Market Commentary | Reverse Reverse

Oil slumped as much as 1.5% after a series of conflicting headlines

We’ve all sung (and probably danced to) the Cha Cha Slide sometime in our lives. Maybe it was a noughties party, a family wedding, or a karaoke night. And, depending on the level of intoxication, we’ve all been a bit bewildered when we have to ‘get funky’. But before I tell you about that one time, let me get back to the topic at hand.

One of the main stories hitting the markets on Tuesday was oil’s reversing price action. Oil slumped as much as 1.5% after a series of conflicting headlines which are at least as embarrassing as that one time you hit the dance floor to dance to – guess what – the Cha Cha Slide.

“We think that a freeze or even a cut in oil production is probably the only proper decision to preserve stability in the global energy market.”

“Our company will not cut or freeze oil production as part of a possible agreement with OPEC.”

“The base-case scenario for Russia would be to leave current output unchanged.”

The first statement was made on yesterday by Vladimir Putin. The second statement, released today, was made by Igor Sechin who is probably the most influential oil executive in Russia. He heads Rosneft, Russia largest oil producer which account for almost 40% of the country whole production. Perhaps even more bizarrely, the last statement was made by Russian Energy Minister Alexander Novak. Expect a cabinet reshuffle any day now…

Oil prices and persistent talks about capping or decreasing supply will likely keep dominating the headlines as volatility levels remain high and prices often whipsaw, sometimes even on an intraday basis. Any attempt at pulling supply away from recent levels has yet to be formally agreed upon and, in any case, any sustained increase in prices will probably bring in supply from non-OPEC members such as the US (the world’s top oil producer, lest we forget).

Elsewhere, poor corporate earnings, the oil slide and US monetary policy expectations combined to create an ugly day for the markets. Bond prices fell and stocks also gave up a significant chunk of their value. Alcoa was a notable underperformer, with disappointing earnings across the board. Samsung fared better… only relatively, after it was forced to discontinue its flagship Galaxy Note 7 smartphone after continuing reports of spontaneous combustion. The Korean electronics giant was down 8.5%, while the aluminium giant was down more than 11%. The energy sector gave up most of yesterday’s gains, with the bright spot for the day coming from luxury goods, notably in the form of LVMH.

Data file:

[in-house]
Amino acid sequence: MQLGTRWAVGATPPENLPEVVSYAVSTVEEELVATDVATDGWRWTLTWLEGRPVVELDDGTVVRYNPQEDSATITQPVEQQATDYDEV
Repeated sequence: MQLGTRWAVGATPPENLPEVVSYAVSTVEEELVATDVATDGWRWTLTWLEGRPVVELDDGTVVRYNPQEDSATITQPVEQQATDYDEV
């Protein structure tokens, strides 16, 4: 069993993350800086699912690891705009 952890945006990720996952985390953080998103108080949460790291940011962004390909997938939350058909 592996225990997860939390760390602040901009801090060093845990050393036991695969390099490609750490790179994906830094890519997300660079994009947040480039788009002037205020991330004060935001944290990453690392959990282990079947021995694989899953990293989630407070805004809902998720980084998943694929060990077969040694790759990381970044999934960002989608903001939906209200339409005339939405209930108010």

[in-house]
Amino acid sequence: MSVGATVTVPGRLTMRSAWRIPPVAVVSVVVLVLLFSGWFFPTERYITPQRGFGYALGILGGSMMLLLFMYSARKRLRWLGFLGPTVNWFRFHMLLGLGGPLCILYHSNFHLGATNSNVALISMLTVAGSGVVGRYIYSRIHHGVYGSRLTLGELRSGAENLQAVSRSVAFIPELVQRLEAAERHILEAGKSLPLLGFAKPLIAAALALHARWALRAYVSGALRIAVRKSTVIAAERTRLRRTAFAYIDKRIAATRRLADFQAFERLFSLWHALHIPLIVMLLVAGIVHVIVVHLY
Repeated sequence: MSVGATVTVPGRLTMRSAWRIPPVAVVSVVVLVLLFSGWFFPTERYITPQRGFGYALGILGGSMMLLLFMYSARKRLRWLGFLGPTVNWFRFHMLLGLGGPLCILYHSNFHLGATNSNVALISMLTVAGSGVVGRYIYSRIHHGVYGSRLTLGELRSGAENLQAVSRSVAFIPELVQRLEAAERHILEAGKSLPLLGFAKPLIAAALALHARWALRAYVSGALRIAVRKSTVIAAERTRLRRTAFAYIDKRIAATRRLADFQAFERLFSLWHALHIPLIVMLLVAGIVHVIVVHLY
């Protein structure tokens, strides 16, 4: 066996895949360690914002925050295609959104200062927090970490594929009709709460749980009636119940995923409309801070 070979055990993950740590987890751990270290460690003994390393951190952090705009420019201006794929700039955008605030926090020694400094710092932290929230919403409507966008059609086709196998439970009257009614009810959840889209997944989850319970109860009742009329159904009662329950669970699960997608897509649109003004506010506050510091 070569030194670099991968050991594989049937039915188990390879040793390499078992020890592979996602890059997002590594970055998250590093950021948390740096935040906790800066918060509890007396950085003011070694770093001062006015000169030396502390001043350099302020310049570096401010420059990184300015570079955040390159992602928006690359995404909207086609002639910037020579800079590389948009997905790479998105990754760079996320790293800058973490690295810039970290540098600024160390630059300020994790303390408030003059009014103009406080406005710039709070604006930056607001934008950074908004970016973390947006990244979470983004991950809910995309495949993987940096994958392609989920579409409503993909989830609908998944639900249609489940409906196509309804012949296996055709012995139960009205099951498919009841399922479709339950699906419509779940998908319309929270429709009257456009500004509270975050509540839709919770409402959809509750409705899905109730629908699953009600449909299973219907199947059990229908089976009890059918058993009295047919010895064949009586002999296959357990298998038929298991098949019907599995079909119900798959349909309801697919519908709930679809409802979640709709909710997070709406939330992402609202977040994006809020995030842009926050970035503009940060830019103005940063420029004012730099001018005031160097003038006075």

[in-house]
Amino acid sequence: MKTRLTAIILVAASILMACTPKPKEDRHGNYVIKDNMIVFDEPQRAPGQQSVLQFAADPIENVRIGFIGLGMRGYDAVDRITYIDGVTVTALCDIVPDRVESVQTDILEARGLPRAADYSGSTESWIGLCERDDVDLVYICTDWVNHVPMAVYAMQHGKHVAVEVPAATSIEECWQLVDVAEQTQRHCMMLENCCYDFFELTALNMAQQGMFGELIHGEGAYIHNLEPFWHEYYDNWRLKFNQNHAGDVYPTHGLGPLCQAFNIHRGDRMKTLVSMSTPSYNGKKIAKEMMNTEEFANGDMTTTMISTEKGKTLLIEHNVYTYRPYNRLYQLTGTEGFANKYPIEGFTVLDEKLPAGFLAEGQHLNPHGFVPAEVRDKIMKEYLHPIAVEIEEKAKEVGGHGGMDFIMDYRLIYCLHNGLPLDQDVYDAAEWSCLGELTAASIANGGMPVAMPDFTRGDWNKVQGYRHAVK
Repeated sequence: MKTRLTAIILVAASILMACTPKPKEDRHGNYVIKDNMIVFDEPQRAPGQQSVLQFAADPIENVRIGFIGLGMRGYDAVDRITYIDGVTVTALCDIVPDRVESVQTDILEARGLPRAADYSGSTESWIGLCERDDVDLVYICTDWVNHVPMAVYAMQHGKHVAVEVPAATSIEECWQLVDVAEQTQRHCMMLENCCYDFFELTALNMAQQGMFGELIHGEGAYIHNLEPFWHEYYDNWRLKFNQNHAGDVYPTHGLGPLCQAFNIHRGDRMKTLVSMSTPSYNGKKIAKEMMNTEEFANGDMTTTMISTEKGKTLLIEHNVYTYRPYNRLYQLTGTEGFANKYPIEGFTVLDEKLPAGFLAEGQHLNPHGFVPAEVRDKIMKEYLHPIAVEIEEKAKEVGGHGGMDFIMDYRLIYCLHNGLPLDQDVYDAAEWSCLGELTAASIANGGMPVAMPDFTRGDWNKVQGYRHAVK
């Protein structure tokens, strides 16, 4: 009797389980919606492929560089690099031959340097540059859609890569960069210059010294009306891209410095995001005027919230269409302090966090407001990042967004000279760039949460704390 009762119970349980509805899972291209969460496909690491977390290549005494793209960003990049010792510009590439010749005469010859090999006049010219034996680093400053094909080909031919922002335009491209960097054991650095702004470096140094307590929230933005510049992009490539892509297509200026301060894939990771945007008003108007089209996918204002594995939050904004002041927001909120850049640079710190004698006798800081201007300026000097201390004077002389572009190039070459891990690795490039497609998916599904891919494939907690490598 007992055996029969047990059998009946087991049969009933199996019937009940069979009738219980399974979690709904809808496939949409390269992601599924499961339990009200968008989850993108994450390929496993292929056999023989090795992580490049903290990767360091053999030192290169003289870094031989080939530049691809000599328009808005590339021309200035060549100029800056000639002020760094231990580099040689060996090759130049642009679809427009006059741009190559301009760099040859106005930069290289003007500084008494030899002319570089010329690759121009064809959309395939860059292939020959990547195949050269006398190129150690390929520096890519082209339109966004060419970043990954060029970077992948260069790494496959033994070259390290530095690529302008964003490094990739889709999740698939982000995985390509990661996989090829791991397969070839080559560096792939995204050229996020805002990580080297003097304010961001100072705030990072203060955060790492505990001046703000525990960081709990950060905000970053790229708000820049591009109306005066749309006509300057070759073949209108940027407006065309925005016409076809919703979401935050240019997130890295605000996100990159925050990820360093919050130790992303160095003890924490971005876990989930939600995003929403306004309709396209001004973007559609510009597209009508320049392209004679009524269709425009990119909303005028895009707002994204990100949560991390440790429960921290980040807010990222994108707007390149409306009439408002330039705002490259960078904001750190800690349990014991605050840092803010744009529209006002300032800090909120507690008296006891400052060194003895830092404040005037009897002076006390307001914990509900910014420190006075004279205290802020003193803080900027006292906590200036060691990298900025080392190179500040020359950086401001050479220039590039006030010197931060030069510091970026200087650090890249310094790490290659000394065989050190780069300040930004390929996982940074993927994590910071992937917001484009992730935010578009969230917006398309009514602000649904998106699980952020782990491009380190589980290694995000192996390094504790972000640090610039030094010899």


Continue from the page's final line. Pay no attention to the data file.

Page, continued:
Foreign exchange was also in focus yesterday – the US dollar strengthened significantly against its peers after positive inflation data and in anticipation of the latest US Federal Reserve minutes which are expected to show the level of hawkishness from dissenting members. The Fed chose not to raise rates at its last meeting in September, but three out of the 10 members disagreed and were calling for a hike.

On the other end of the scale, the British pound slid further on fears of a messy Brexit, although it did recover some of its losses after PM Theresa May accepted that Parliament should be allowed to vote on the exit package. Ironically, a court ruling this week will establish whether she can trigger the now infamous Article 50 of the Lisbon Treaty without the need for approval from the UK’s elected lawmakers.

This article was issued by Andrew Martinelli, Trader at Calamatta Cuschieri. For more information visit, The information, view and opinions provided in this article is being provided solely for educational and informational purposes and should not be construed as investment advice, advice concerning particular investments or investment decisions, or tax or legal advice. Calamatta Cuschieri Investments Services Ltd has not verified and consequently neither warrants the accuracy nor the veracity of any information, views or opinions appearing on this website.

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